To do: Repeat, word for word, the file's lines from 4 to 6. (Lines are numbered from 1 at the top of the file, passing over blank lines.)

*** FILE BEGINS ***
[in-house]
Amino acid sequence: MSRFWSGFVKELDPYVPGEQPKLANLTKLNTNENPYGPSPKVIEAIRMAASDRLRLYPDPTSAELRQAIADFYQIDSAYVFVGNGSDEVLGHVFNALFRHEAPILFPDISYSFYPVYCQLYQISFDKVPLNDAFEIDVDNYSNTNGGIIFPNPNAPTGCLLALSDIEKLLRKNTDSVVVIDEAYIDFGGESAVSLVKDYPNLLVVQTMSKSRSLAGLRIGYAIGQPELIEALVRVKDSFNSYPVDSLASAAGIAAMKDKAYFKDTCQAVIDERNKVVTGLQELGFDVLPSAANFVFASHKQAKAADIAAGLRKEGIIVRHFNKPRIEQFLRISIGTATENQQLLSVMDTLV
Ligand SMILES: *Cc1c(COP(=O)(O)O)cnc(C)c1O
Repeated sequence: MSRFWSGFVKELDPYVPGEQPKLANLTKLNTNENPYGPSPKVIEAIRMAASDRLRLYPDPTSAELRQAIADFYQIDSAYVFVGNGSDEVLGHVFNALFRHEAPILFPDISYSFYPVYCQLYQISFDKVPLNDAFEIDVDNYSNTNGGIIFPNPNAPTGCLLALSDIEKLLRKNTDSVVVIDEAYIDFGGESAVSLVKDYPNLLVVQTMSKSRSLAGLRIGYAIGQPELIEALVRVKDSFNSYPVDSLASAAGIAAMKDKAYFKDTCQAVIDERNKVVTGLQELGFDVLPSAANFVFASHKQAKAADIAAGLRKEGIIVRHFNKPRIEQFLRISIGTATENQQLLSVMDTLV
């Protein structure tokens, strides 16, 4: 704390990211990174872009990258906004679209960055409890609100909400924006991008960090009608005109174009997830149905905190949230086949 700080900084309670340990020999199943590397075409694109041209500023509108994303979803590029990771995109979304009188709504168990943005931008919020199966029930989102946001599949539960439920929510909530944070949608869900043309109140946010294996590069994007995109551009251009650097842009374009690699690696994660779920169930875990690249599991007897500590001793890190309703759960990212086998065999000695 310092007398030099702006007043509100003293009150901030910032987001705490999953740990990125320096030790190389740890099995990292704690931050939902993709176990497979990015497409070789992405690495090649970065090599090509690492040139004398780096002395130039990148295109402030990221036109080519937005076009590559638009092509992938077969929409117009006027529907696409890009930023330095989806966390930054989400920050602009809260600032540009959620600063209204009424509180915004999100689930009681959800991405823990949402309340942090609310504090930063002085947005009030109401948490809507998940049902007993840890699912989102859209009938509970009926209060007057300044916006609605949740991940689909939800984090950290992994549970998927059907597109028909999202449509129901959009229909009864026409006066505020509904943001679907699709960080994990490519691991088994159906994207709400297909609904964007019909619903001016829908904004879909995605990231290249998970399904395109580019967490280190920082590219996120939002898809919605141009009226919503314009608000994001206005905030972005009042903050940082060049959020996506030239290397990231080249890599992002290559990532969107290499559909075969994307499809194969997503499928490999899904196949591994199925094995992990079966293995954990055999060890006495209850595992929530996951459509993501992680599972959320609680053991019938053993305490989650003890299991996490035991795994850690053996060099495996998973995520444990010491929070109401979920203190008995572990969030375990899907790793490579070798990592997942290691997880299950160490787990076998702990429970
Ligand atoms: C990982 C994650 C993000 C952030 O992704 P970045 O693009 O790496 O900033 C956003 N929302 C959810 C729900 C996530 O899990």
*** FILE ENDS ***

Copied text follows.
Repeated sequence: MSRFWSGFVKELDPYVPGEQPKLANLTKLNTNENPYGPSPKVIEAIRMAASDRLRLYPDPTSAELRQAIADFYQIDSAYVFVGNGSDEVLGHVFNALFRHEAPILFPDISYSFYPVYCQLYQISFDKVPLNDAFEIDVDNYSNTNGGIIFPNPNAPTGCLLALSDIEKLLRKNTDSVVVIDEAYIDFGGESAVSLVKDYPNLLVVQTMSKSRSLAGLRIGYAIGQPELIEALVRVKDSFNSYPVDSLASAAGIAAMKDKAYFKDTCQAVIDERNKVVTGLQELGFDVLPSAANFVFASHKQAKAADIAAGLRKEGIIVRHFNKPRIEQFLRISIGTATENQQLLSVMDTLV
């Protein structure tokens, strides 16, 4: 704390990211990174872009990258906004679209960055409890609100909400924006991008960090009608005109174009997830149905905190949230086949 700080900084309670340990020999199943590397075409694109041209500023509108994303979803590029990771995109979304009188709504168990943005931008919020199966029930989102946001599949539960439920929510909530944070949608869900043309109140946010294996590069994007995109551009251009650097842009374009690699690696994660779920169930875990690249599991007897500590001793890190309703759960990212086998065999000695 310092007398030099702006007043509100003293009150901030910032987001705490999953740990990125320096030790190389740890099995990292704690931050939902993709176990497979990015497409070789992405690495090649970065090599090509690492040139004398780096002395130039990148295109402030990221036109080519937005076009590559638009092509992938077969929409117009006027529907696409890009930023330095989806966390930054989400920050602009809260600032540009959620600063209204009424509180915004999100689930009681959800991405823990949402309340942090609310504090930063002085947005009030109401948490809507998940049902007993840890699912989102859209009938509970009926209060007057300044916006609605949740991940689909939800984090950290992994549970998927059907597109028909999202449509129901959009229909009864026409006066505020509904943001679907699709960080994990490519691991088994159906994207709400297909609904964007019909619903001016829908904004879909995605990231290249998970399904395109580019967490280190920082590219996120939002898809919605141009009226919503314009608000994001206005905030972005009042903050940082060049959020996506030239290397990231080249890599992002290559990532969107290499559909075969994307499809194969997503499928490999899904196949591994199925094995992990079966293995954990055999060890006495209850595992929530996951459509993501992680599972959320609680053991019938053993305490989650003890299991996490035991795994850690053996060099495996998973995520444990010491929070109401979920203190008995572990969030375990899907790793490579070798990592997942290691997880299950160490787990076998702990429970
Ligand atoms: C990982 C994650 C993000 C952030 O992704 P970045 O693009 O790496 O900033 C956003 N929302 C959810 C729900 C996530 O899990």